Citizens Must Care First

Climate change has been a one of the growing concerns of the scientific community, but less so for the general public. In fact, although governments address the importance of combatting climate change their actions do not convey the same message. As David G. Victor points out many nations “climate proof” themselves so that their economic development will not be affected by climate change. In fact, this is detrimental to collectively addressing the issue because if nations have very little at stake with climate change, then they are less likely to actively find solutions. In fact, by building their economic growth on climate change resistant pillars, then it is not surprising that the general public has very little interest in the problem as well. This is because, citizens do not feel the effects of climate change and since people are generally self interested and thinks about their own monetary well being, climate change does not take precedence over other issues.

Additionally, Victor makes a valid point when he explains that by addressing the problem with a broad membership would be the best solution, but the reality is a different one. This is because by adding complexity to the membership, there are a greater number of diverging ideas as well as less effective cooperation due to these varying ideas. In other words, nothing will get done. The truth is the broad membership only works, if every member has interest in addressing the problem in a way that benefits the whole and not just itself. Unfortunately since many of these states’ economies do not depend of the climate, then they do not feel as much of a sense of urgency to address the problem. So essentially, states by “climate proofing” themselves basically made cooperation difficult when addressing this issue.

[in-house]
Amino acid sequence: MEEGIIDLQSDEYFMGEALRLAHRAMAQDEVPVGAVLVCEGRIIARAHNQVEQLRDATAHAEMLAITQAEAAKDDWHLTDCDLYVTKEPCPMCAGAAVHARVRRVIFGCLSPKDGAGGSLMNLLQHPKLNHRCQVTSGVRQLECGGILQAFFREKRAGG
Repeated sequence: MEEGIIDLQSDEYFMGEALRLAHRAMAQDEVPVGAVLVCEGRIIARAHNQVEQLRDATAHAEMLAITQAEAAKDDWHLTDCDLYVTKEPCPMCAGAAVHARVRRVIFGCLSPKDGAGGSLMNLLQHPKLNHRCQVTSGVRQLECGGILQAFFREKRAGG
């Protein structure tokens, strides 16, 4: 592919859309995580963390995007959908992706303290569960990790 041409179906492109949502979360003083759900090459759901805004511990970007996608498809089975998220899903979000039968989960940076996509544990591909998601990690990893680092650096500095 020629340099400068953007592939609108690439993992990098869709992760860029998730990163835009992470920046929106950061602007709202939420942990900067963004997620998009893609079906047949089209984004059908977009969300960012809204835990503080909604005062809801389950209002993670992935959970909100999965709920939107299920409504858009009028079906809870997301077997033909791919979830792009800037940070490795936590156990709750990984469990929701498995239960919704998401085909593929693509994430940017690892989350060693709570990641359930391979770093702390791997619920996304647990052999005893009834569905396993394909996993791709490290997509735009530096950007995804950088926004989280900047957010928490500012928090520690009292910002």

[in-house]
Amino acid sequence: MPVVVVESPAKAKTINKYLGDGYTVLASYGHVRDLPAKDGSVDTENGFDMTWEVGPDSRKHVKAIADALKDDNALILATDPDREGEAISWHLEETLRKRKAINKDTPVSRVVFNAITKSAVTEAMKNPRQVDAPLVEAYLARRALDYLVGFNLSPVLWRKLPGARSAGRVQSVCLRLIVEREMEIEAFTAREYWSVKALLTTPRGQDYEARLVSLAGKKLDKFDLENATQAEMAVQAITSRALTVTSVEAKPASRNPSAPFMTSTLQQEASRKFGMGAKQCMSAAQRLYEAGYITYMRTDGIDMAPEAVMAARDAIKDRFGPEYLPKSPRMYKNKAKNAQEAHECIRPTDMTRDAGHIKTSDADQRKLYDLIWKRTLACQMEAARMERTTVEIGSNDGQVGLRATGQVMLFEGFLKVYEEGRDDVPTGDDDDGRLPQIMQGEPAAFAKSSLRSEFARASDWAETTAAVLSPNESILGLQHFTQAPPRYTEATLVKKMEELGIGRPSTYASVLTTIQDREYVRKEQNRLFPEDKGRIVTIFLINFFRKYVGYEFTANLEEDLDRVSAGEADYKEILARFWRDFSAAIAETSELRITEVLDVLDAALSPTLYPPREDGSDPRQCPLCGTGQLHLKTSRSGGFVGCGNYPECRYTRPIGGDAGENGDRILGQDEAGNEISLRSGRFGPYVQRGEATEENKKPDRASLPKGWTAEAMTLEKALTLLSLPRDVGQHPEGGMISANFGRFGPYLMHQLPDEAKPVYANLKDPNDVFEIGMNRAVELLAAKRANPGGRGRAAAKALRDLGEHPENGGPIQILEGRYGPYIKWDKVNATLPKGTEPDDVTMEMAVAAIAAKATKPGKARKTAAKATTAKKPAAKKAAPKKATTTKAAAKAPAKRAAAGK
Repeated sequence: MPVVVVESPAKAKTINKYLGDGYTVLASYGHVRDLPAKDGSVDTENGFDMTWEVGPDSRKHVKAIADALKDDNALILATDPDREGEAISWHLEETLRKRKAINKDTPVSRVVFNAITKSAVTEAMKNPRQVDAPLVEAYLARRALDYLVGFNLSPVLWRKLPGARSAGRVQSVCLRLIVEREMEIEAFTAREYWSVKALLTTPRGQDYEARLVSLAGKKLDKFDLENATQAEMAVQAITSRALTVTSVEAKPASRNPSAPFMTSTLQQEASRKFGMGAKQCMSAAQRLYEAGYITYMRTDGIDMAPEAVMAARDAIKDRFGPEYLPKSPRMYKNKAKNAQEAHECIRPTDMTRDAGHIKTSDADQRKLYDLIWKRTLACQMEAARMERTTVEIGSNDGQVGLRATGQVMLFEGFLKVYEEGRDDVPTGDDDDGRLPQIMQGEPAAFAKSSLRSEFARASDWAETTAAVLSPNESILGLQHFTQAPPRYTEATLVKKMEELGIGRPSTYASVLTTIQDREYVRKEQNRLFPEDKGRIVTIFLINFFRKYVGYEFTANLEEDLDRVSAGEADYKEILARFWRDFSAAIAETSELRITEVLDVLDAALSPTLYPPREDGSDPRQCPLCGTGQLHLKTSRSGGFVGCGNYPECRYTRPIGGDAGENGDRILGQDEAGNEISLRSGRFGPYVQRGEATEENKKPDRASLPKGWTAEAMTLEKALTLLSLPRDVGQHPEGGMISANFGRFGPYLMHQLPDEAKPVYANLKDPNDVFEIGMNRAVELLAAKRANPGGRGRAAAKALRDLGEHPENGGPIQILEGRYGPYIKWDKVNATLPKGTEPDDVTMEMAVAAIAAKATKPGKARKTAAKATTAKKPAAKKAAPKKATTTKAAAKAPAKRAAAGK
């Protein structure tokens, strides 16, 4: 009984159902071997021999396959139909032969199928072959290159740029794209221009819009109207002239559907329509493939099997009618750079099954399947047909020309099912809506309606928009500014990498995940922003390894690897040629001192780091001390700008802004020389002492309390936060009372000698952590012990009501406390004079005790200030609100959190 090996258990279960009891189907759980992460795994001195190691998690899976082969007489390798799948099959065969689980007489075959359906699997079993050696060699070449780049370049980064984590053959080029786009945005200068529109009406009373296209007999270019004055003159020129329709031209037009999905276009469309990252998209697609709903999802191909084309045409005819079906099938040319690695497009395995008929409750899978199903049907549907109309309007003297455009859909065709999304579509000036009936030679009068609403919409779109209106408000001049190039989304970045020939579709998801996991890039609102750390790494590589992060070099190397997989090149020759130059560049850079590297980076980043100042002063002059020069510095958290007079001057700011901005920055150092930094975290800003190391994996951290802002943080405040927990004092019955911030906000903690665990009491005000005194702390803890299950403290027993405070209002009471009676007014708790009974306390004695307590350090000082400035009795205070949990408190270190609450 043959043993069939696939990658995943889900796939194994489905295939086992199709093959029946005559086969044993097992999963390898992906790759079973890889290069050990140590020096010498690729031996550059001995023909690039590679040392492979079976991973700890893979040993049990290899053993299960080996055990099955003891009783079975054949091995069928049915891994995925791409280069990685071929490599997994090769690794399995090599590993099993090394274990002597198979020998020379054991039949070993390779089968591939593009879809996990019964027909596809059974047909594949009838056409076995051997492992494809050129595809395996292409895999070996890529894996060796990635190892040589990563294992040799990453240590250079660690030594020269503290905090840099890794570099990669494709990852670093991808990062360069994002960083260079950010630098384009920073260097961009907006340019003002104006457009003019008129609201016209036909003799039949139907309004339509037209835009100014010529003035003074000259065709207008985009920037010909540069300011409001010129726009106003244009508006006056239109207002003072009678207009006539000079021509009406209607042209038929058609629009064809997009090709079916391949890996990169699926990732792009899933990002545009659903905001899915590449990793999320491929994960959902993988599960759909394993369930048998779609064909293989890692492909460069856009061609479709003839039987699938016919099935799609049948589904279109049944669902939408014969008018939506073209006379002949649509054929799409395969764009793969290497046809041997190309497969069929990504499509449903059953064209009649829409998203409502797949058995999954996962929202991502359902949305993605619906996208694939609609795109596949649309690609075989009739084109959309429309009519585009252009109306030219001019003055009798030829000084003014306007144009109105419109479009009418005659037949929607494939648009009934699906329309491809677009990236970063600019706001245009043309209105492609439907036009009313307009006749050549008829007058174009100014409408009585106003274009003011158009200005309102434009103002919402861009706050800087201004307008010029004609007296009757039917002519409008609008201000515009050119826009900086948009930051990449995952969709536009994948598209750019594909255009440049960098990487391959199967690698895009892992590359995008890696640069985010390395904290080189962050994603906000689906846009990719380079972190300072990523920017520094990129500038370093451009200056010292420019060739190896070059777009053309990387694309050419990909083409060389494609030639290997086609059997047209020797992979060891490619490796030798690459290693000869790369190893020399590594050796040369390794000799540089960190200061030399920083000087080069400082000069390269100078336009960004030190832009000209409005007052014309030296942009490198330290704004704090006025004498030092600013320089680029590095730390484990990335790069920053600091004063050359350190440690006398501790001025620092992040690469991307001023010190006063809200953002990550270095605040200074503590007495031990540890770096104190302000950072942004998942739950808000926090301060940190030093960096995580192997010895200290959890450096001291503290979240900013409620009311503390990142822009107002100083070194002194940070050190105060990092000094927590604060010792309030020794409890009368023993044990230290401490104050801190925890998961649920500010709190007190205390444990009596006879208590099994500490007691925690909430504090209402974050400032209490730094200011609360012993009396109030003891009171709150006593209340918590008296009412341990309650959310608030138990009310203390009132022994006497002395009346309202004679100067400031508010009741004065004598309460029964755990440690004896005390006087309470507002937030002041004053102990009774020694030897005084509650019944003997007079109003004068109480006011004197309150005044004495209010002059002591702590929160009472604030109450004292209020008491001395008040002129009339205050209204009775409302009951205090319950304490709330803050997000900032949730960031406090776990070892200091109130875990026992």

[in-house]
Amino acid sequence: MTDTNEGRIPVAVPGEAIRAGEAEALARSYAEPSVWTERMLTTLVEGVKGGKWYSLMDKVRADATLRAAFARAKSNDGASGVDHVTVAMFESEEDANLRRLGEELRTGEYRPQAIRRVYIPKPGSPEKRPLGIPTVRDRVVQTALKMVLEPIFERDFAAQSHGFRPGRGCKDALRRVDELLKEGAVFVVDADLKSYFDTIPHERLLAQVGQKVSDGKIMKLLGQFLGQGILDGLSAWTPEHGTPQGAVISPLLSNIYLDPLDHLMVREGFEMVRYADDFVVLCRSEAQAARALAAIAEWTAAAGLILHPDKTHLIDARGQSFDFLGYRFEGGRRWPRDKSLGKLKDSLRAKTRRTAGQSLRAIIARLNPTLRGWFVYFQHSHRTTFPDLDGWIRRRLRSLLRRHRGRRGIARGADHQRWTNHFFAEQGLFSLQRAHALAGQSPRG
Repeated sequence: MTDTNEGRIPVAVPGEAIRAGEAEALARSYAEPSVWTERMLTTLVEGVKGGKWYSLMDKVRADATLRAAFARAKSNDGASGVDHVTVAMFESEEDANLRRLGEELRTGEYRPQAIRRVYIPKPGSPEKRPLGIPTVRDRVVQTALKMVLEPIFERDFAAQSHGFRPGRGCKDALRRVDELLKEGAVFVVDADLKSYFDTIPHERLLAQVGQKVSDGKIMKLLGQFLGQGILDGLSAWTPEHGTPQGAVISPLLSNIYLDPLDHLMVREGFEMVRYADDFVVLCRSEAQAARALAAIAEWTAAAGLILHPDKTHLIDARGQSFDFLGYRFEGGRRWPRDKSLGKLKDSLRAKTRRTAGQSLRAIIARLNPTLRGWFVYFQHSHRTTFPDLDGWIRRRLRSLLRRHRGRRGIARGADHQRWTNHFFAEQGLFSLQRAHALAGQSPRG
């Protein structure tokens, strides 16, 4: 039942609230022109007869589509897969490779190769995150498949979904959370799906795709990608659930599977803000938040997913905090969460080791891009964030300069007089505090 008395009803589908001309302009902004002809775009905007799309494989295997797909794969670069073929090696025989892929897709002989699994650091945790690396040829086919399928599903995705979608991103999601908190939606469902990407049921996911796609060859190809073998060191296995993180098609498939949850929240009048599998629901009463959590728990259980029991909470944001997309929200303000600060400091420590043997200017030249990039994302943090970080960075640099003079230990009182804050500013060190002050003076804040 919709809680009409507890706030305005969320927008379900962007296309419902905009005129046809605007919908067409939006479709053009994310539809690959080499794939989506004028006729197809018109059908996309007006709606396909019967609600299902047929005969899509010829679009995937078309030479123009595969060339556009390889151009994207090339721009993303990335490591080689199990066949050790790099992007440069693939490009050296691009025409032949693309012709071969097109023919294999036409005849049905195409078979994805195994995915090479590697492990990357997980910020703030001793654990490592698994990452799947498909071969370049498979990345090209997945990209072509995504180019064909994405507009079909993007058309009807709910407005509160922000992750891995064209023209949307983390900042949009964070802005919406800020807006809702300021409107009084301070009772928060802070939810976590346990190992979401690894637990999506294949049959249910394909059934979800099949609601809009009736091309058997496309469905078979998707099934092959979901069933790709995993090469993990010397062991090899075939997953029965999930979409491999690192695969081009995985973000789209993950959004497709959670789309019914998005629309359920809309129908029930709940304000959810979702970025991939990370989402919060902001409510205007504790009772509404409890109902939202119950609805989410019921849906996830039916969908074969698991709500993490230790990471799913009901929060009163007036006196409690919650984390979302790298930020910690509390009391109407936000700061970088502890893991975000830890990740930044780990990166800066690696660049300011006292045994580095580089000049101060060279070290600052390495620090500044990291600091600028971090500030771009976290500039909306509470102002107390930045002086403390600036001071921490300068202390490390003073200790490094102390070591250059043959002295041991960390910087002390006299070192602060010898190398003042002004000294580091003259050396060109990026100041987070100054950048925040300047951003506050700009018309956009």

The Washington Post article by Joshua Tucker makes an equally valid point by applying the idea of the discount rate to climate change. He explains that the benefits of addressing global change now will not be felt until decades from now. As a result, the incentive for people to advocate for something that will not benefit them or their immediate family is not strong enough. As a result, climate change is not a priority amongst the general public so many democratic states can say a lot about global change without doing anything about it because their constituents are not pushing them to do much about it. Climate change is real and is going to have detrimental effects on future generations, but unless we can make an effort to care for the future of human kind then we won’t be able to adequately push our leaders to address the climate.


One thought on “Citizens Must Care First”

  1. The author touches on a variety of points on climate change discussed by the readings. I agree with the author’s stance on Victor’s argument which argues that a broad membership on tackling the climate problem would be the best solution. Indeed, climate change, a global and a common problem, must be addressed by every nation. However, as we see in multilateral agreements, the cost of uniformity is often actually real changes. In professor Schroeder’s lecture the class discussed that everyone’s problem is nobody’s problem. In climate change all parties agree that there is a common interest in cutting down emission levels and maintaining a sustainable level in the environment. Individually, however, it is rational to cheat as one’s share of the pie increases. The tragedy of the commons problem may suggest that increasing the number of membership does not bring about an easy solution, but in fact further complicates the situation.


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